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Jane Kelsey WTO: Opening skirmishes

Opening skirmishes


BULLETIN #3 FROM HONG KONG: 14 December 2005
By Dr Jane Kelsey

See also:
BULLETIN #1 - Creating a Climate of Fear in HK
BULLETIN #2 - The Antidote to Fear-Mongering


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The opening day of ‘MC6’ (the sixth ministerial conference of the World Trade Organisation) followed a now-standard format: mass protests on the outside, disruption of the opening ceremony by non-government organizations accredited to attend the fringes of the meeting, and preliminary skirmishes over the process and the negotiating text.

For the public of Hong Kong the opening meant another protest march through the streets by an estimated 5200 local and overseas activists and accompanying tariff jams. Barriers now block people’s entry to parts of the city near the Convention Centre and police are much more visible than usual, displaying an alarming array of weaponry.

This march was very different from the first mobilization three days ago. Taking the place of the migrant women workers, who were the dominant presence on Sunday, were several thousand Korean farmers. A multi-coloured funeral pyre, symbolized both death to the WTO and ever-present memory of the self-sacrifice of Korean farmer Lee Kyung Hae in Cancun in 2003. Most wore t-shirts that carried their blunt message –“WTO Kills Farmers”.


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As people gathered in Victoria Park it was obvious the Koreans would play a central role. Relaxed, but strictly self-disciplined, they exuded an aura that is hard to describe.

The march itself was uneventful until it reached the designated demonstration area, a small concrete holding pen from which the only exit was over the wall into the sea. That is just what some 80 Korean farmers chose to do. Bedecked in bright orange lifejackets, with the lead swimmer holding a Korean flag, they aimed to swim (badly) to the Convention Centre where the meeting had just begun.

The police were forewarned and made a measured response. Five of those plucked from the water were held for a short time at a fire station and released. One swimmer suffered back injuries entering the water and a second collapsed. Both were hospitalized, but the latter refused to stay.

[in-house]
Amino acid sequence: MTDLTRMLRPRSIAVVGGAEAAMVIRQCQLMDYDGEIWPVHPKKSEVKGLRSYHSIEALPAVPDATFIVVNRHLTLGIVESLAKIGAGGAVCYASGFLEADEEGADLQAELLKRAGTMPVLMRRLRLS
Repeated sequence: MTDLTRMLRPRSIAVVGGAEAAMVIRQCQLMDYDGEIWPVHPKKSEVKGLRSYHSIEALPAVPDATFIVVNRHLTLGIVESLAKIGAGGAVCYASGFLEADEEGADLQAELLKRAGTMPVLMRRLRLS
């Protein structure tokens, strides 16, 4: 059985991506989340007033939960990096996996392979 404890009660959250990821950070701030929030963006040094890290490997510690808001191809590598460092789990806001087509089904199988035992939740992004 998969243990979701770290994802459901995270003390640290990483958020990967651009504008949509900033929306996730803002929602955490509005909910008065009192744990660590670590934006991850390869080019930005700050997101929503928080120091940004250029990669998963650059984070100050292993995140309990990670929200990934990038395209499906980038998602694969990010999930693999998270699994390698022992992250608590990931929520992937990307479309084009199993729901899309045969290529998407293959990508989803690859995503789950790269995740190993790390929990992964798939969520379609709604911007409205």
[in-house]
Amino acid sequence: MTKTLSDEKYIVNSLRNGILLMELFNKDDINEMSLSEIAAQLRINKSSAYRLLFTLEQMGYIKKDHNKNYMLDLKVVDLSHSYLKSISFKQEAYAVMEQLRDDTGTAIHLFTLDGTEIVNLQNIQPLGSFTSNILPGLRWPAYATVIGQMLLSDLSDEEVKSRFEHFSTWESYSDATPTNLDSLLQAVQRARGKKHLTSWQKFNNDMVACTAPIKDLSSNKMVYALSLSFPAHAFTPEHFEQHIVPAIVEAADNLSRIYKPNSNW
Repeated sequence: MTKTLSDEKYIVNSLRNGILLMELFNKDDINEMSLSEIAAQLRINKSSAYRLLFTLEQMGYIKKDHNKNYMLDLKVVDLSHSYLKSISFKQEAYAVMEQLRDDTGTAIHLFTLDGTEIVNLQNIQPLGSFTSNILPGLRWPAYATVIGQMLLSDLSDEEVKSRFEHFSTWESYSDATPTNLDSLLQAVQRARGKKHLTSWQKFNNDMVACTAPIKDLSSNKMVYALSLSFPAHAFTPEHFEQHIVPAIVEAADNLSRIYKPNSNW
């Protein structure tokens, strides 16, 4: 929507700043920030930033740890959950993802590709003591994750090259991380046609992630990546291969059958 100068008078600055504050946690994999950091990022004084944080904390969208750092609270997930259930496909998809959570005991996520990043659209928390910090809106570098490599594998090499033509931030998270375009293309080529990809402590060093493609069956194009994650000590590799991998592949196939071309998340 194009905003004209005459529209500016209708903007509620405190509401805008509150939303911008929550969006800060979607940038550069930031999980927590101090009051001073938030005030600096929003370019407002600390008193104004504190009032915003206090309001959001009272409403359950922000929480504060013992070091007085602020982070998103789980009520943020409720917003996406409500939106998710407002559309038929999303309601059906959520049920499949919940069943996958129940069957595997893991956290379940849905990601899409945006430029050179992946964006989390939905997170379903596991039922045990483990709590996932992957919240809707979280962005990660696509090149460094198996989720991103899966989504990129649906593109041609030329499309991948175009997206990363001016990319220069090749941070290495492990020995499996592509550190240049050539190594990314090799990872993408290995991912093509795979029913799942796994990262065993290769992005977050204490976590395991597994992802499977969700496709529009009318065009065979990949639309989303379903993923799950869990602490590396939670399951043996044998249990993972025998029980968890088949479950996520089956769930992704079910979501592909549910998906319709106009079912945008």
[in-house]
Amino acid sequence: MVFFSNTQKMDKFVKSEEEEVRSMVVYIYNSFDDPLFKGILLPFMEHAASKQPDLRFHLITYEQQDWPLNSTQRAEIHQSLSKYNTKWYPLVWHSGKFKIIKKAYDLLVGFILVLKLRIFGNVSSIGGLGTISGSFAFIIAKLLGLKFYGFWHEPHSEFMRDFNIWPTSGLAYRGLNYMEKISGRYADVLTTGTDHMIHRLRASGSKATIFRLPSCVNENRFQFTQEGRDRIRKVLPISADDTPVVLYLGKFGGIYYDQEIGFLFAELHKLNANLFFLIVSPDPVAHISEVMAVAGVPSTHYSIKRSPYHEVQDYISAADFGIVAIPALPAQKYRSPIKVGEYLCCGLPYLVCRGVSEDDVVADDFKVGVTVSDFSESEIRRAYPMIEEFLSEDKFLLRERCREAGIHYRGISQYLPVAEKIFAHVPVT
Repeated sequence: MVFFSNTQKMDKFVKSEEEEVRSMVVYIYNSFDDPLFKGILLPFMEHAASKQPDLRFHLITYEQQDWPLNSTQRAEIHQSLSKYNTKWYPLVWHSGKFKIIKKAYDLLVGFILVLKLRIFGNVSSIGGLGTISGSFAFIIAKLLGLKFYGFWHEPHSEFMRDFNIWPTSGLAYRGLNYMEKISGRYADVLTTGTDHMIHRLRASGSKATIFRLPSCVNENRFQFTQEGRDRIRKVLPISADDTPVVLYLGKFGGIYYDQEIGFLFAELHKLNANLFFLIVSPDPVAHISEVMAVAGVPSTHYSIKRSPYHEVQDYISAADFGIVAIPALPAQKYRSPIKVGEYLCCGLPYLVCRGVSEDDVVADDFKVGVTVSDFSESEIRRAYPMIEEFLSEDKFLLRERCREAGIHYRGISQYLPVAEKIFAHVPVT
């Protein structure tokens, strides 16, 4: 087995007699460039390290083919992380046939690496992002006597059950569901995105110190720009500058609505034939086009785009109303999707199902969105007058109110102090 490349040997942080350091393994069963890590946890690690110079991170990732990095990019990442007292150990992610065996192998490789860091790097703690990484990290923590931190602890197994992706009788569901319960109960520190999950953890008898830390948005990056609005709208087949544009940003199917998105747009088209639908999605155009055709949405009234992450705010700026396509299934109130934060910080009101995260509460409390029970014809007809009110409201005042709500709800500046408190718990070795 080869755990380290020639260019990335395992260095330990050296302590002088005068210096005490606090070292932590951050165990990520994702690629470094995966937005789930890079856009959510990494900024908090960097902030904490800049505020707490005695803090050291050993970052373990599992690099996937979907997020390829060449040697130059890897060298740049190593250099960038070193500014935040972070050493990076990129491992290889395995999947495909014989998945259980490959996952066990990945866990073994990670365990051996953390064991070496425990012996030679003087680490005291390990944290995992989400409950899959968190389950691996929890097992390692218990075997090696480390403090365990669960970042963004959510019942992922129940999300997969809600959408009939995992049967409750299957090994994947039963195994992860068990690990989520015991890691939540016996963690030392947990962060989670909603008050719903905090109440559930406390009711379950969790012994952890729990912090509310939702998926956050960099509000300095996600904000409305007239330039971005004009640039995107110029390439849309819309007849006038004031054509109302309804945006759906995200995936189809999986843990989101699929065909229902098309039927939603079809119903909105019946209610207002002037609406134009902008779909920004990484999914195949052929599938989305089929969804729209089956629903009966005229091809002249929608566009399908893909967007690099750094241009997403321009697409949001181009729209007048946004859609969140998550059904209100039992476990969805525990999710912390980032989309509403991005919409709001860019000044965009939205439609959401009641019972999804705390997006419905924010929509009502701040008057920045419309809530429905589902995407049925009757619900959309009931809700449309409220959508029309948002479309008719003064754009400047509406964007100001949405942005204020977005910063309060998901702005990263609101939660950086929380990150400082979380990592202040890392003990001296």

As the rally ended a breakaway group of farmers burnt the funeral pyre. This was followed by a period of jostling back and forth, which ended with the use of pepper spray. One of the first affected was Leung Kok Hung ‘long hair’, member of Legislative Council. There were no other injuries.


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In a coordinated action, inside the Convention Centre 30 to 40 accredited NGO activists attempted to drown out the opening speech of Director General Pascal Lamy with placards and chanting. Using a similar strategy to Cancun, they held up multilingual signs reading ‘No deal is better than a bad deal’, ‘WTO Kills Farmers’, ‘Reject the Doha-Anti-Development Package’ and unfurled a large orange banner.

Lamy soldiered on. Many delegates resolutely kept their eyes to the front. Many others, and almost all the media, refixed their attention on the sideshow. Later reports said that many of the developing country delegations were quietly delighted. The inevitable media scrum gave more publicity to the dissidents, outweighing the rather bland appeal from Lamy for a successful meeting.

Coordinator of the Hong Kong People’s Alliance Mabel Au later criticized the police for failing to follow the code of keeping two metres distance when using the spray, and avoiding people’s faces during the first warning phase.

Mabel Au also objected that this one incident at the end of another peaceful mobilisation had been blown out of all proportion. Some local activists believed the TV station was deliberately sensationalizing its reports, making the tussle appear more like a war situation. Its anchorman was wearing a helmet in all his reports.


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In contrast, she said, local Chinese language radio said not very much had happened and only in demonstration zone. Both sides came in for criticism: the protestors were accused of breaking the rules because the demonstrations were no longer peaceful, and the police were criticized for their use of pepper spray.

Attention now shifts to the inside the Convention Centre, where the first meetings on non-agricultural market access and services began last night – along with the first invitation-only Green Room meeting where the main decisions will be made and conveyed to the majority of delegations who remain, excluded and frustrated, on the fringe.

-----STORY ENDS-----

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